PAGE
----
Psittacine Beak and Feather Disease – P.B.F.D. Part 5

This is the concluding installment of a five-part series on some of the dangerous illnesses that affect our feathered companions. Last but not least, “P.B.F.D.” stands for “Psittacine Beak and Feather Disease.” This lethal virus, like the preceding three, is fraught with ambiguity and misunderstanding. Cockatiels, Lovebirds, Eclectus, African Greys, Amazons, Pionus, Macaws, Rosellas, Budgies, Ringnecks – almost ALL hookbills!! It was once called as “Cockatoo Syndrome” owing to its predominance in Moluccans and Umbrellas. Other names for it include “Feather-Loss Syndrome,” “Beak Necrosis,” and “White Cockatoo Disease.” Although I often refer to P.P.D. as “Birdie Aids” because of the wasting it produces, P.B.F.D. is ALSO like “Birdie Aids” in that it causes severe immune system depression. This decrease of immunity renders diseased birds very vulnerable to even small illnesses, creating further difficulties. Secondary infections include tuberculosis, lymphoma, and a variety of bacterial diseases. All of them are curable, except for the P.B.F.D., which is not, thus the bird need supportive therapy and care.

P.B.F.D. is caused by a highly contagious circodna virus that may survive in the environment for lengthy periods of time. Wiping down walls and floors (as well as cages and accessories) with a bleach solution can eradicate the virus. Carpets cannot be disinfected, hence they should not be used in nurseries or retail bird shops. This virus, like the others (and the bacterium that causes Psittacosis), may survive for lengthy periods of time in carpet. Hepa filters may also assist to keep the infection from spreading via the air.

The virus is spread by excrement, feather dust, crop fluid, and the egg. The time it takes for an infection to cause symptoms varies greatly depending on the bird’s species, age, and general health. Obviously, newborns and individuals in poor health become ill much faster. Infected birds may exhibit no symptoms yet remain carriers for months. Normally, unusual feathers will be your first indicator.

***Remember that dietary deficiencies and Polyomavirus may also induce feather abnormalities, so see your avian veterinarian at the first indication of trouble.

Young birds tend to have all feathers impacted at once, however adult birds may exhibit indications over the course of many molts. Aside from feather complaints, beaks and toes might break and develop quickly. Birds’ ability to feed may be hampered by issues within the roof of their mouth.

The loss of powder (in Cockatoos) and “dinginess” of feathers are the first signs, but you’ll also notice preservation of feather sheaths and clubbed feathers. These birds often resemble pluckers. Following that, you’ll see loss of color in the nails and beak, expansion of the upper mandible, and faster development of the beak and nails. Touching produces discomfort in birds, causing them to become irritated and gloomy. Pale patches emerge in the feathers, and the beak margins begin to decay. Finally, the bird has several bald patches, bits of beak and toes fall off readily, and the bird becomes completely offfish or neurotic in behavior.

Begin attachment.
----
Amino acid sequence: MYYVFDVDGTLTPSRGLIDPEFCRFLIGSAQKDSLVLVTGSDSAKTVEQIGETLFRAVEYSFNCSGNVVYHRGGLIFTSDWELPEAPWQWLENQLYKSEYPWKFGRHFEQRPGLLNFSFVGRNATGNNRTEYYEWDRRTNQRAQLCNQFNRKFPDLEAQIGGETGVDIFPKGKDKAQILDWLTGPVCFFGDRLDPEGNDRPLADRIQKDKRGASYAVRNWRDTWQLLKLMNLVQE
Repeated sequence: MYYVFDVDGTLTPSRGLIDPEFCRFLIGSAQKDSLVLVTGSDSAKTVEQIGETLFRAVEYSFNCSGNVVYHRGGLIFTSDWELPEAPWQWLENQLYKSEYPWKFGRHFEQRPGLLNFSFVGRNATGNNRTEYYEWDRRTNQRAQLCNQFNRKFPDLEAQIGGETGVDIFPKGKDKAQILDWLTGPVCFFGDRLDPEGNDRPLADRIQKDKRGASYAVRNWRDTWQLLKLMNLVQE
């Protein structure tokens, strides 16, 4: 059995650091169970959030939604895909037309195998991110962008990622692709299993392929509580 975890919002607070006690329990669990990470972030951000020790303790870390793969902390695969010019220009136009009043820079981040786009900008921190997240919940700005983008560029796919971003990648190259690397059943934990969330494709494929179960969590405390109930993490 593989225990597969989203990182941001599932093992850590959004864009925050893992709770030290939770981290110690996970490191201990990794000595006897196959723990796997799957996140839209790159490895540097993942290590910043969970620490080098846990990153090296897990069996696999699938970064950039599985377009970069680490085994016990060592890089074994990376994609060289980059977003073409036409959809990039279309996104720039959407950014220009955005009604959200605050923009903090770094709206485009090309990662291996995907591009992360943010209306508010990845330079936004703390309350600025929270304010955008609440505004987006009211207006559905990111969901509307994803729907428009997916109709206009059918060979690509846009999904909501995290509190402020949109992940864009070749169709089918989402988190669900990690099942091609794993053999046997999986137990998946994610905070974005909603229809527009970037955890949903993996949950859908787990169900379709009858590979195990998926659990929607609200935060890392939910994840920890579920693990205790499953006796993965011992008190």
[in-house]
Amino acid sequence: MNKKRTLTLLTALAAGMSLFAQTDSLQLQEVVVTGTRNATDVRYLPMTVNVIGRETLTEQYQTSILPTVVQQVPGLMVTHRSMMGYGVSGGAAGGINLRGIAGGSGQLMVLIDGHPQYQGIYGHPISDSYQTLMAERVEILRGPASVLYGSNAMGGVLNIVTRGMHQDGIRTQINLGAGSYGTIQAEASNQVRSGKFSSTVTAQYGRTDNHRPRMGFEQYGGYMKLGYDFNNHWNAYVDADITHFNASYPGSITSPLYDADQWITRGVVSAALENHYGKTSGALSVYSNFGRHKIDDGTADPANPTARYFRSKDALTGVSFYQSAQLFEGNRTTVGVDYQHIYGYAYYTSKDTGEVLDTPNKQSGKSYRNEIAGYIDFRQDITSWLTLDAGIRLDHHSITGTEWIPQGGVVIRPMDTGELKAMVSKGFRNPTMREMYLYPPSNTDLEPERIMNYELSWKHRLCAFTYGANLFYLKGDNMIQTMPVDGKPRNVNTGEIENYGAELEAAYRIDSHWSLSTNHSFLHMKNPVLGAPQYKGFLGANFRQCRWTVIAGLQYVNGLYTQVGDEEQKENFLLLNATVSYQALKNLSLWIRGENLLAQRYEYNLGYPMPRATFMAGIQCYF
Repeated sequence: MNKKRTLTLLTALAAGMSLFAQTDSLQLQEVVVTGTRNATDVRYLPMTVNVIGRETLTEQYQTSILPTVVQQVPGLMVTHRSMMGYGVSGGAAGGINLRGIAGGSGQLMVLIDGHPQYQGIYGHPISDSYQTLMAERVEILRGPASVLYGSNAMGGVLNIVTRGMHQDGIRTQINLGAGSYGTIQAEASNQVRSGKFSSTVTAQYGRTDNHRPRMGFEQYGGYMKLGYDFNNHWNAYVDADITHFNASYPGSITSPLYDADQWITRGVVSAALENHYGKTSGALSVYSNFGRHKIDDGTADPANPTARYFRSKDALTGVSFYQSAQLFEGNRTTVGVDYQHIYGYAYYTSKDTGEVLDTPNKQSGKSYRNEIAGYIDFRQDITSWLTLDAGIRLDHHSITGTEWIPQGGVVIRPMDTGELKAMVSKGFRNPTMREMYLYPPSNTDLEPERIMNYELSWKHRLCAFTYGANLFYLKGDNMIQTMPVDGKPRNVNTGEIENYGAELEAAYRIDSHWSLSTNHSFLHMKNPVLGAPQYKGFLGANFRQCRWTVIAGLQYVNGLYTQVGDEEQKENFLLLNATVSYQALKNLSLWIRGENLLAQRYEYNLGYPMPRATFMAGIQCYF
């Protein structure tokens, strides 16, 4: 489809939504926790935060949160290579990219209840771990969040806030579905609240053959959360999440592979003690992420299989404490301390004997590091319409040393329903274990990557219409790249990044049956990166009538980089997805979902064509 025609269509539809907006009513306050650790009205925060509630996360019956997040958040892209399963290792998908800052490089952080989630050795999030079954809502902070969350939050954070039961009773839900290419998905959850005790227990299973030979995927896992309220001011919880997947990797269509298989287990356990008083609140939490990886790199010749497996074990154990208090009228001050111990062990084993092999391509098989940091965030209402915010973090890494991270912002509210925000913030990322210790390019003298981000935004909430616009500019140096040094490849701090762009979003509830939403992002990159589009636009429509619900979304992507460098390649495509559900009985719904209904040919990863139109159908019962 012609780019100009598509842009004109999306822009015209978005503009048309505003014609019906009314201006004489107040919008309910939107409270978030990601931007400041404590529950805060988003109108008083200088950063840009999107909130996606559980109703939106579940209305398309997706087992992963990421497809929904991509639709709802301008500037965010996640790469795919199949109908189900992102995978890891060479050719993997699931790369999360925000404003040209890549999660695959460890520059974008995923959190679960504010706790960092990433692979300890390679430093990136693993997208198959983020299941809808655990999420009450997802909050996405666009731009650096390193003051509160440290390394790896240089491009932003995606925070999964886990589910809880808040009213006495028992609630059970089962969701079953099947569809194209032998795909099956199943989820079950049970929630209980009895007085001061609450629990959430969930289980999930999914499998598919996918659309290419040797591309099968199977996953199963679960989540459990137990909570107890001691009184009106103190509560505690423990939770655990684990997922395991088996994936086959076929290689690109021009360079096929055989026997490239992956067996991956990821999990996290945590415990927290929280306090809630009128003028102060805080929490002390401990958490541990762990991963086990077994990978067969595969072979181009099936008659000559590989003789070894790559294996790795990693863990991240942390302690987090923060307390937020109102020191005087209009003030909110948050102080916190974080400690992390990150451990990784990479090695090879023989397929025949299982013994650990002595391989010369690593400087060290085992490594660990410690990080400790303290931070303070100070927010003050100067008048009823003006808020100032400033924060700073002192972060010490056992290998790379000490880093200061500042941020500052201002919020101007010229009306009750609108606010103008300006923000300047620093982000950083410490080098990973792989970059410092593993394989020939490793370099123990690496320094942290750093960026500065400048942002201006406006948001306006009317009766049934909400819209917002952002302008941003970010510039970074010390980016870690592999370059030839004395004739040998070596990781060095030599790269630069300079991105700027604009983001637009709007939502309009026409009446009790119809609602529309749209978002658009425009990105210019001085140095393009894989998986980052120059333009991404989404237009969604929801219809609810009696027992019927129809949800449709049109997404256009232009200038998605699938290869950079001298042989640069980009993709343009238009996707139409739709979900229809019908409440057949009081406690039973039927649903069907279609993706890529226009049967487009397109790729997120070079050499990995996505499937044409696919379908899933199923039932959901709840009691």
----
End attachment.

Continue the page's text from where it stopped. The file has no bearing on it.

P.B.F.D. has no known cure. Depending on general vitality and immunological power, a bird may perish soon or survive for years. Even before symptoms appear, tests may establish this condition. Dr. Branson Ritchie of the University of Georgia has developed two blood tests: one that detects antibodies to the P.B.F.D. virus and the other that identifies birds with the virus in their blood. Infected feathers (containing follicles) may be biopsied to confirm the diagnosis. Additional testing is required to detect secondary infections so that they may be appropriately treated.

Although P.B.F.D. is incurable, strengthening the immune system and treating secondary infections may help the bird to live a longer and healthier life. Because feather loss may cause cooling, sick birds must be kept warm. Many individuals believe that sadness is widespread in P.B.F.D.-infected birds because the feather and beak issues alter their look and damage body image. Give your ill bird plenty of positive reinforcement and affection! Tell him he’s stunning!

Researchers in both America and Europe (particularly Germany) are working hard on P.B.F.D. and other bird viruses. A vaccination for P.B.F.D. is currently being tested. Many birds may survive for years if detected early and given good nutrition, medicine, medical care, and special attention.

Practice meticulous husbandry by providing your birds with a good food, safe toys, advice, and affection. See your avian vet at least once a year (more often if concerns occur) and get them tested! Help research organizations that are battling these illnesses. Perhaps one day, all of our parrot friends will live in a disease-free environment!

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